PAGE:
monody

[mon-uh-dee]
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noun, plural mon·o·dies.
  1. a Greek ode sung by a single voice, as in a tragedy; lament.
  2. a poem in which the poet or speaker laments another's death; threnody.
  3. Music.
    1. a style of composition in which one part or melody predominates; homophony, as distinguished from polyphony.
    2. a piece in this style.
    3. monophony(def 1).

Origin of monody

1580–90; < Late Latin monōdia < Greek monōidía a solo, monody, equivalent to monōid(ós) singing alone (see mon-, ode) + -ia -y3
Related formsmon·o·dist [mon-uh-dist] /ˈmɒn ə dɪst/, noun
Dictionary.com Unabridged Based on the Random House Unabridged Dictionary, © Random House, Inc. 2018


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British Dictionary definitions for monody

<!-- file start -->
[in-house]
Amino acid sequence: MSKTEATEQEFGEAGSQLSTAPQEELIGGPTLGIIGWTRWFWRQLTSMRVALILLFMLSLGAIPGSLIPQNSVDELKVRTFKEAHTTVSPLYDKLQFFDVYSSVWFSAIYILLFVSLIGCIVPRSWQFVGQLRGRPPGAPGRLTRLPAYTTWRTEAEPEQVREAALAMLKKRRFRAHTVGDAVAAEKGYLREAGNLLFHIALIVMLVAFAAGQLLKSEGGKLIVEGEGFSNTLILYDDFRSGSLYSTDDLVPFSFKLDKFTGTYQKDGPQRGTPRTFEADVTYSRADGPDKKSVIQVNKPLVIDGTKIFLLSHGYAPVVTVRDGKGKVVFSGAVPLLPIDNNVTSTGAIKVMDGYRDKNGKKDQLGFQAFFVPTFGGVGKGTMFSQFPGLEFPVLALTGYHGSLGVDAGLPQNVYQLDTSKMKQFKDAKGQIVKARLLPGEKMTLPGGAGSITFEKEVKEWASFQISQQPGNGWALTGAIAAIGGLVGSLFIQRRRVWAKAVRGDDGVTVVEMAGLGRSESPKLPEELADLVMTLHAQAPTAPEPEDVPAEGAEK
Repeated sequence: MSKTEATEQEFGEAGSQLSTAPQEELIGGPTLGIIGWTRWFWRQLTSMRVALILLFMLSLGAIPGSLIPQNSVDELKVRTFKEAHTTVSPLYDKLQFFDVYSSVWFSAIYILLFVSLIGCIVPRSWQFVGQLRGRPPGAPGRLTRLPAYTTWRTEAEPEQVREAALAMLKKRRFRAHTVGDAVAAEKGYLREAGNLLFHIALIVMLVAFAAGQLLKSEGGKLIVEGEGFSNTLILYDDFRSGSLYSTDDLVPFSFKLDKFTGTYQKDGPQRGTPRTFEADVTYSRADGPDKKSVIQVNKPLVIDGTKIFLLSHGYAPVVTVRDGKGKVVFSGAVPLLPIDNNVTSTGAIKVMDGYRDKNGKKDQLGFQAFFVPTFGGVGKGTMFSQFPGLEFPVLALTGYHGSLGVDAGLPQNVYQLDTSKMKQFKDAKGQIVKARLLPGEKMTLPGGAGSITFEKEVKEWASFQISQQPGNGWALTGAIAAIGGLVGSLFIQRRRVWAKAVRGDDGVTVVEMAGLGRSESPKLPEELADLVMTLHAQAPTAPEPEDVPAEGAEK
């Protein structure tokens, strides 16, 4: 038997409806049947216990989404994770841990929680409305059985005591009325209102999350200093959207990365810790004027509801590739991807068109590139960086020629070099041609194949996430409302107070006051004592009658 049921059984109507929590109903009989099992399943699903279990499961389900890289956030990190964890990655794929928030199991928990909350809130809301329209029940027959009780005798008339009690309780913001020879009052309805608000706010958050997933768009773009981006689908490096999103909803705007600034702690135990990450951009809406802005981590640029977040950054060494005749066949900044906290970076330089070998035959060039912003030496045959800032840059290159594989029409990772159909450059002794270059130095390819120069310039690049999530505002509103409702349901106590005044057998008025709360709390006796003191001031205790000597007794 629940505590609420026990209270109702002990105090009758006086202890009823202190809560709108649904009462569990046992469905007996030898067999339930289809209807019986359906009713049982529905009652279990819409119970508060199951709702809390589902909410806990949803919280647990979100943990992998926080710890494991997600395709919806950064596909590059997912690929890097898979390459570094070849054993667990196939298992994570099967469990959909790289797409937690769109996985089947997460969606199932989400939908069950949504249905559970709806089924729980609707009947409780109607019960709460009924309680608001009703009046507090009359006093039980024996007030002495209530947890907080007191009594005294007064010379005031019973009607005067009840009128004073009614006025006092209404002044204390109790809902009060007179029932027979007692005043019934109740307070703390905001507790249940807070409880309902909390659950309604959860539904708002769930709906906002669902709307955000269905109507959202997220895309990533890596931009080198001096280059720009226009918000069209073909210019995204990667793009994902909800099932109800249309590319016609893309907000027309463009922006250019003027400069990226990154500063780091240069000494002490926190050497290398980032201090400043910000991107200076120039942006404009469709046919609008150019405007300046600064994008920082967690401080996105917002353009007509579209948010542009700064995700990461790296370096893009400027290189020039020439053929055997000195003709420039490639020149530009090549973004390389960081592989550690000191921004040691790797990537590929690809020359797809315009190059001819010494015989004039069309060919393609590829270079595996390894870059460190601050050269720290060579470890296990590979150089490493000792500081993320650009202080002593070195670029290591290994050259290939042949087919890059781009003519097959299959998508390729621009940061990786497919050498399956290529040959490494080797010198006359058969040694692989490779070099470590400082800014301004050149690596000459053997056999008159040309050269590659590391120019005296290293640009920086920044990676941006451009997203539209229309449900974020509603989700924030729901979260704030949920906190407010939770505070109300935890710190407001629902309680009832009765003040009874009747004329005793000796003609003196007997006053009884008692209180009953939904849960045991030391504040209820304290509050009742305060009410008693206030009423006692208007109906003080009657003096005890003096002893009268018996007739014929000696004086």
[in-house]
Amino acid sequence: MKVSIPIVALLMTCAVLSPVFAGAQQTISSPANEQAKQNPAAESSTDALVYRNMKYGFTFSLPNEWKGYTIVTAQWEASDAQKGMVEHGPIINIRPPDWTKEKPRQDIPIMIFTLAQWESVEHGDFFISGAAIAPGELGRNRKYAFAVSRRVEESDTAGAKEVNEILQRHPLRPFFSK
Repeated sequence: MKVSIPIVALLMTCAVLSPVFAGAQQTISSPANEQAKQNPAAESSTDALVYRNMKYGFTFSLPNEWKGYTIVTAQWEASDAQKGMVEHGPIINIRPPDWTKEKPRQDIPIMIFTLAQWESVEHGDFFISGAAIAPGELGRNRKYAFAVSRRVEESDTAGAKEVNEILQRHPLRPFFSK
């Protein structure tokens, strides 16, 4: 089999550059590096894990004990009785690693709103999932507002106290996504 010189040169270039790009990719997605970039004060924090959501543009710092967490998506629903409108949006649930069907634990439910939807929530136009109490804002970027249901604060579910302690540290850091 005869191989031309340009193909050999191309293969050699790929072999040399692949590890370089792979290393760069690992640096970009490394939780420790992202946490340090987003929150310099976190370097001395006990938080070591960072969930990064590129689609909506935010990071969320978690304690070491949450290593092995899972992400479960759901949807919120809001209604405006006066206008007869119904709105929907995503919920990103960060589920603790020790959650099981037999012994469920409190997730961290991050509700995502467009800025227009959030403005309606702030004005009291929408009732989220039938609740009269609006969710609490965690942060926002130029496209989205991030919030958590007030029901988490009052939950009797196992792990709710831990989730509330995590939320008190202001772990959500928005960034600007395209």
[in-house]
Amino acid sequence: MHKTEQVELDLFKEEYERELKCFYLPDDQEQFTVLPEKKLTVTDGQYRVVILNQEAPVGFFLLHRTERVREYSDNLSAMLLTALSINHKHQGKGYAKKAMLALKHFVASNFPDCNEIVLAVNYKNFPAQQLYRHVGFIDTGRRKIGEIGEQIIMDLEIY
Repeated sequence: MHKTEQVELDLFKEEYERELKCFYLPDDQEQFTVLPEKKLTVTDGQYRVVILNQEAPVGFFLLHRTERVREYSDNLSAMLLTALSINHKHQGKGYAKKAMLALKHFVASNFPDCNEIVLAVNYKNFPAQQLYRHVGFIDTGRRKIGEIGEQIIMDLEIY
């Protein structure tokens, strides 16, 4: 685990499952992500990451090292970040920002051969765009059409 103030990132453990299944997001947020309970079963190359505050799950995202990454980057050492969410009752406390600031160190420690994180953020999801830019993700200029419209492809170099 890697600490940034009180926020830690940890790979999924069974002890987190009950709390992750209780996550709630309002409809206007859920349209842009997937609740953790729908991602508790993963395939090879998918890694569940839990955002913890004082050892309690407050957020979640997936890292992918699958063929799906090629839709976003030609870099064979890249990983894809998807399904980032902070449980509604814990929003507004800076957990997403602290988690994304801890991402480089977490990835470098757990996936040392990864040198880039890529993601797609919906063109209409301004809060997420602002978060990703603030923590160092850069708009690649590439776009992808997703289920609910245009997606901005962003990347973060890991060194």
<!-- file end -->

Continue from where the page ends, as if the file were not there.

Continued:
monody

noun plural -dies
  1. (in Greek tragedy) an ode sung by a single actor
  2. any poem of lament for someone's death
  3. music a style of composition consisting of a single vocal part, usually with accompaniment
Derived Formsmonodic (mɒˈnɒdɪk) or monodical, adjectivemonodically, adverbmonodist, noun

Word Origin for monody

C17: via Late Latin from Greek monōidia, from mono- + aeidein to sing
Collins English Dictionary - Complete & Unabridged 2012 Digital Edition © William Collins Sons & Co. Ltd. 1979, 1986 © HarperCollins Publishers 1998, 2000, 2003, 2005, 2006, 2007, 2009, 2012